In episode 001 of the Inspired Flight podcast, we speak with Jota (he/him), a Visual Artist and Seed Awardee from Rio de Janeiro, Brazil, who started to paint as a high school student during the pandemic.
Using everyday materials he has available, Jota depicts the realities of life as a young Black man in the favelas of Rio de Janeiro.
Jota speaks to us at contemporary art festival Unfair22 about his creative journey and representation in the art scene.
Last summer, contemporary artists from the Netherlands and around the world came to Unfair22, an Amsterdam-based festival on a mission to cultivate crowd-sourced collections and contribute to a fair art community.
The Seed Awards, an initiative by the Prince Claus Fund, are designed to address the specific needs of emerging creatives in the early stages of their careers by giving cultural practitioners €5,000 to invest in their artistic practice and give visibility to their work.
Invited by Unfair to exhibit at the Inspired Flight booth, the Seed Awardees showcased their work and met face-to-face with visitors and art buyers.
As part of the Inspired Flight series, in collaboration with the Prince Claus Fund, TQTB interviewed recipients representing Bangladesh, Belarus, Brazil and the Democratic Republic of Congo about their artistic journeys, representation in art and the message behind their work for the Inspired Flight podcast.
It’s here that we met Jota.
Johny Gomes AKA Jota (he/him) is a Visual Artist from Brazil. He started to paint as a high school student during the pandemic using everyday objects to depict the realities of life as a young Black man living in the favelas of Rio de Janeiro. He hopes to expand his practice to socio-educational projects that incentivise cultural production and development of artistic representation for his community.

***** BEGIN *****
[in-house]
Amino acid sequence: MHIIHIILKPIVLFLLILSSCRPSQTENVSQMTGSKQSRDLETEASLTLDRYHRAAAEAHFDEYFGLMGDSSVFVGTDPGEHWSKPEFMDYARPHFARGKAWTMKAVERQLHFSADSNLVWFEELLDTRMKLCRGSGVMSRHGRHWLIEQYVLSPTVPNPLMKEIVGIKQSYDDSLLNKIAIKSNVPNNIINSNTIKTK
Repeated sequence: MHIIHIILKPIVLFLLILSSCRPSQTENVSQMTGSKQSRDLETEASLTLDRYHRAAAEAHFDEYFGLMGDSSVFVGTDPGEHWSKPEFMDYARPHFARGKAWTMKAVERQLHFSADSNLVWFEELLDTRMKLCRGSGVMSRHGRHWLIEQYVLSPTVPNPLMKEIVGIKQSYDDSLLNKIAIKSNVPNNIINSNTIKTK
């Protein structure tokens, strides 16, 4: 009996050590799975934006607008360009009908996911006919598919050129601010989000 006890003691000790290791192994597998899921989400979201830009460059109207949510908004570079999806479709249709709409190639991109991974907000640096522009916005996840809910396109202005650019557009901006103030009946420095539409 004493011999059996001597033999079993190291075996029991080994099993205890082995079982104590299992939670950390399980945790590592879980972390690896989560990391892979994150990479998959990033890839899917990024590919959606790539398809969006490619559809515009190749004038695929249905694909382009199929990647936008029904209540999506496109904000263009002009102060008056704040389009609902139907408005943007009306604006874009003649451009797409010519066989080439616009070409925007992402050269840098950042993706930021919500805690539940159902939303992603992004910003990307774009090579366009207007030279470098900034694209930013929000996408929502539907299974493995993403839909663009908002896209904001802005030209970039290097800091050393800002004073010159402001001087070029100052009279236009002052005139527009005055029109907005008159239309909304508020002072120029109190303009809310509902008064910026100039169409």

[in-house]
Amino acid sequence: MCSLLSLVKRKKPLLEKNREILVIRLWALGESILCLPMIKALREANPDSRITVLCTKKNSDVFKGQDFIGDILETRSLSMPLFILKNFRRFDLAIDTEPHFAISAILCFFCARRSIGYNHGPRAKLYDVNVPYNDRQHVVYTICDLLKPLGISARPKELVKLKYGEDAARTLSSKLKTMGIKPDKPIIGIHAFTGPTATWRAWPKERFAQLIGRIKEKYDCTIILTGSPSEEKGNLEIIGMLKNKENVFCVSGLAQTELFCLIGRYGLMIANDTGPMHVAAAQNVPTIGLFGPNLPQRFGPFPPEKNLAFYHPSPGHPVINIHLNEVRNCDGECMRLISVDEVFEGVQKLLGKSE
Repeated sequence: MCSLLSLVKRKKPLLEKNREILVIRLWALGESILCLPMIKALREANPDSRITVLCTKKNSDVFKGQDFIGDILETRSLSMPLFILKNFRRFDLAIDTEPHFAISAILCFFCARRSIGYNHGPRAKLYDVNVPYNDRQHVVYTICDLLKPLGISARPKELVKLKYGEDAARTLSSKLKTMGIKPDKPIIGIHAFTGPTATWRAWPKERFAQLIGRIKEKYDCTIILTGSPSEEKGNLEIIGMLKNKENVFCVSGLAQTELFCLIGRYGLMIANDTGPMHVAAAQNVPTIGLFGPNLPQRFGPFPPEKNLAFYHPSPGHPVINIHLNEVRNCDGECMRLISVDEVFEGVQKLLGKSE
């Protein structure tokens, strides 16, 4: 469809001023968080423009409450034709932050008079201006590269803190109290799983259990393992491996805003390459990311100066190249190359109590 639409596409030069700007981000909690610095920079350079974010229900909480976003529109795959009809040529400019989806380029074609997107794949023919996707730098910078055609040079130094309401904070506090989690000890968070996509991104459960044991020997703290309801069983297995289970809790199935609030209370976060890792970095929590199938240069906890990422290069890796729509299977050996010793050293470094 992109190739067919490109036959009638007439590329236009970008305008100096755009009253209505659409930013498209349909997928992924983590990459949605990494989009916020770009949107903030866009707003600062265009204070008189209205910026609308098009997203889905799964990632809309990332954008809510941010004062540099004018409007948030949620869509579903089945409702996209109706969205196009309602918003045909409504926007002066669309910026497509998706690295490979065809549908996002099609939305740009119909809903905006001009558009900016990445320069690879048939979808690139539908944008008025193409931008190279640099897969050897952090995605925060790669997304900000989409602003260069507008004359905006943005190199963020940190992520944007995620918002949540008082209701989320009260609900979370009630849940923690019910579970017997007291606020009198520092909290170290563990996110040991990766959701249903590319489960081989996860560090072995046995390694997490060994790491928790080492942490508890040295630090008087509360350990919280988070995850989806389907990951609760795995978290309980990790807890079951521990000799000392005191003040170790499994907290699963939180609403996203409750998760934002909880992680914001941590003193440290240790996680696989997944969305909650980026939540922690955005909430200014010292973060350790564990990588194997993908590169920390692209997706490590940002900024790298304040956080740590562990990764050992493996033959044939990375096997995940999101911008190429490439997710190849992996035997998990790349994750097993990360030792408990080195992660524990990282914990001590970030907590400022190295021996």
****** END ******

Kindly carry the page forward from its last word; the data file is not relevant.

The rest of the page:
Jota ended up in the art world like many successful artists – it was never his intention but something he loved.
“I simply always liked drawings,” he explains.
Another source of inspiration were his friends who showed him works of art by various painters to inspire him. He started to post his paintings on Instagram, got a lot of traction and one day was contacted by an art collector who wanted to buy. All of it.
Nowadays he is represented by a professional production team MT Projectos de Arte that takes care of promoting local artists.
Jota’s art is a product of a desire to express himself and connect to the reality of young Black men living in favelas. He paints stories which depict everyday reality of favela communities based on his own lived experience. Another source of inspiration are song lyrics from music styles particular to this space: rap and funk.
The artwork Jota presented at Unfair22 had an overall theme of survival in a chaotic situation.
“People in favelas of Rio are trying to live a normal life and keep going despite the lack of investment and attention from the state. Despite being in the centre of the city they don’t feel seen.”
He emphasises that a lot of talent is lost as a result of the status quo although these communities can be vibrant if they are given a space to do so.
All of this is depicted in Jota’s art: children involved in crime, people forced into vulnerable and dangerous situations as a result of being abandoned by the state or not having incentives to seek an alternative and mundane activities showing everyday life that needs to go on.
Jota describes this kind of life as ‘living in a bubble’, without access to art.
“Here, people are worried about other things necessary to survival and art seems like a universe very far away”.
Though he had previously exhibited in Brazil a couple of times, Jota says being in Europe and getting international recognition was a completely different experience.
Asked what he wants people to take from his work, his main hope is to encourage others by his journey and appeal to the youth in particular. He’s aware there are young people who are ”afraid, holding themselves off being artists because of the stigma in the community.”
A lot of children in Jota’s community are inspired by the success stories in football but he wants them to know there is a future for them in other fields, like the arts, too.